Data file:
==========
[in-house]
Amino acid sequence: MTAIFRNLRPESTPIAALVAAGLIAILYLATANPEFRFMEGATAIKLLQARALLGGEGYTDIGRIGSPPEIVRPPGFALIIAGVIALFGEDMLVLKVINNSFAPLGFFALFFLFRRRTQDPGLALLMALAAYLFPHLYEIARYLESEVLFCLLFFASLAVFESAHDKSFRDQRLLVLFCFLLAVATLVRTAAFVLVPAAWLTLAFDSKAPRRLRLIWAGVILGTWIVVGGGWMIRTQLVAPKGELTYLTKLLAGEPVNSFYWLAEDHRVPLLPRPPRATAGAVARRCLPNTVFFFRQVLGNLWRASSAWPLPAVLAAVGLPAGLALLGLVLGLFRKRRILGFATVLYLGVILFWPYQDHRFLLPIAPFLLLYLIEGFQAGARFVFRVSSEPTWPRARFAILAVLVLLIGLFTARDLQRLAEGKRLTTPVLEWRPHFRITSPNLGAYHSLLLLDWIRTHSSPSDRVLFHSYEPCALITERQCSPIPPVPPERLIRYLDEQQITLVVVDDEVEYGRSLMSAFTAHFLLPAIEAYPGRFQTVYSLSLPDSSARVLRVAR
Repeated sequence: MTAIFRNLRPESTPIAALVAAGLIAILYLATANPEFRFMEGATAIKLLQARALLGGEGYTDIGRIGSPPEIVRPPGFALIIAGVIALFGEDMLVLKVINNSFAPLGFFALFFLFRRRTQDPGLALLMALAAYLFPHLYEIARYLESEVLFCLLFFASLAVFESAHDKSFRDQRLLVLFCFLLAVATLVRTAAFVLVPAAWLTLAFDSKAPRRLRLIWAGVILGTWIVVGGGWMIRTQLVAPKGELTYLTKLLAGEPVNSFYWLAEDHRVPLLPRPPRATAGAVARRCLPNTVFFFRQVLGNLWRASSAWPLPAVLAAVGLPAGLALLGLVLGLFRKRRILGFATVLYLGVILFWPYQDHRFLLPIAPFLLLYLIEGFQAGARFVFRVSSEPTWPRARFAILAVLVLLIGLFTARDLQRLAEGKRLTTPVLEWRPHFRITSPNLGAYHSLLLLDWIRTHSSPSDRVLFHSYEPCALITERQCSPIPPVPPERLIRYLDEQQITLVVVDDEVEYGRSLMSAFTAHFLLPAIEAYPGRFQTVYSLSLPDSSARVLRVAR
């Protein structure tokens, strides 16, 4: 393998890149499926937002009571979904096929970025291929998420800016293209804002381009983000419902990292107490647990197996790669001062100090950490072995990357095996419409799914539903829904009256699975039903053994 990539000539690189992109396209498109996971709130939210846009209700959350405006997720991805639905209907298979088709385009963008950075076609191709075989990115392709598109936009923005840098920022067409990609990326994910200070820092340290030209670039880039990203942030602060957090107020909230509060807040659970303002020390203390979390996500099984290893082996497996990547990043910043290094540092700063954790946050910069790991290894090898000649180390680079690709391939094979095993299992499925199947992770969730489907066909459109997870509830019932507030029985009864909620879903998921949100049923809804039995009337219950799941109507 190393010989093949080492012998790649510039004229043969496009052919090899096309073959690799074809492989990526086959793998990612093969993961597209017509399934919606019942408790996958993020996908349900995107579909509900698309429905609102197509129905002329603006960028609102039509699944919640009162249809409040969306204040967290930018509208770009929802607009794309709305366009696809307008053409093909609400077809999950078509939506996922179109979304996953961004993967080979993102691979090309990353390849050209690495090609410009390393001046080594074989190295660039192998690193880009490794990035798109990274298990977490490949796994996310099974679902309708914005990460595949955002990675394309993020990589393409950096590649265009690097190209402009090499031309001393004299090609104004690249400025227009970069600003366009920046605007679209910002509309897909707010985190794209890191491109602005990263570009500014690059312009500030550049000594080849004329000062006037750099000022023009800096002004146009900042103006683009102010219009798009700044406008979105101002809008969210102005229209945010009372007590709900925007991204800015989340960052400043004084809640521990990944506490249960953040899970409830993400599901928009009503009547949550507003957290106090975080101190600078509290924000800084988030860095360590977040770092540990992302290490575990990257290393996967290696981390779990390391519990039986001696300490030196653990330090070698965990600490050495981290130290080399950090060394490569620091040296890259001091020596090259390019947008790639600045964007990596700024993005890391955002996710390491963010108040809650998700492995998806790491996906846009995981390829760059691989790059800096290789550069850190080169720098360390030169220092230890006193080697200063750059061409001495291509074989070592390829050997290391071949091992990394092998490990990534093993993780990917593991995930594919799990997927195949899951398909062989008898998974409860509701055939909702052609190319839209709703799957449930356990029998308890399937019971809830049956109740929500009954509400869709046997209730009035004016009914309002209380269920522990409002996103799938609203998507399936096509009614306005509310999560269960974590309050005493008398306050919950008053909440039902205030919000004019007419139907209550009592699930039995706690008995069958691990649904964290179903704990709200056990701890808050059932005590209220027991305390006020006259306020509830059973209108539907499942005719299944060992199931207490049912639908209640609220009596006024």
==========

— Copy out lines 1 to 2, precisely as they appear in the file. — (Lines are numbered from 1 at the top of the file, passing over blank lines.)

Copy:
[in-house]
Amino acid sequence: MTAIFRNLRPESTPIAALVAAGLIAILYLATANPEFRFMEGATAIKLLQARALLGGEGYTDIGRIGSPPEIVRPPGFALIIAGVIALFGEDMLVLKVINNSFAPLGFFALFFLFRRRTQDPGLALLMALAAYLFPHLYEIARYLESEVLFCLLFFASLAVFESAHDKSFRDQRLLVLFCFLLAVATLVRTAAFVLVPAAWLTLAFDSKAPRRLRLIWAGVILGTWIVVGGGWMIRTQLVAPKGELTYLTKLLAGEPVNSFYWLAEDHRVPLLPRPPRATAGAVARRCLPNTVFFFRQVLGNLWRASSAWPLPAVLAAVGLPAGLALLGLVLGLFRKRRILGFATVLYLGVILFWPYQDHRFLLPIAPFLLLYLIEGFQAGARFVFRVSSEPTWPRARFAILAVLVLLIGLFTARDLQRLAEGKRLTTPVLEWRPHFRITSPNLGAYHSLLLLDWIRTHSSPSDRVLFHSYEPCALITERQCSPIPPVPPERLIRYLDEQQITLVVVDDEVEYGRSLMSAFTAHFLLPAIEAYPGRFQTVYSLSLPDSSARVLRVAR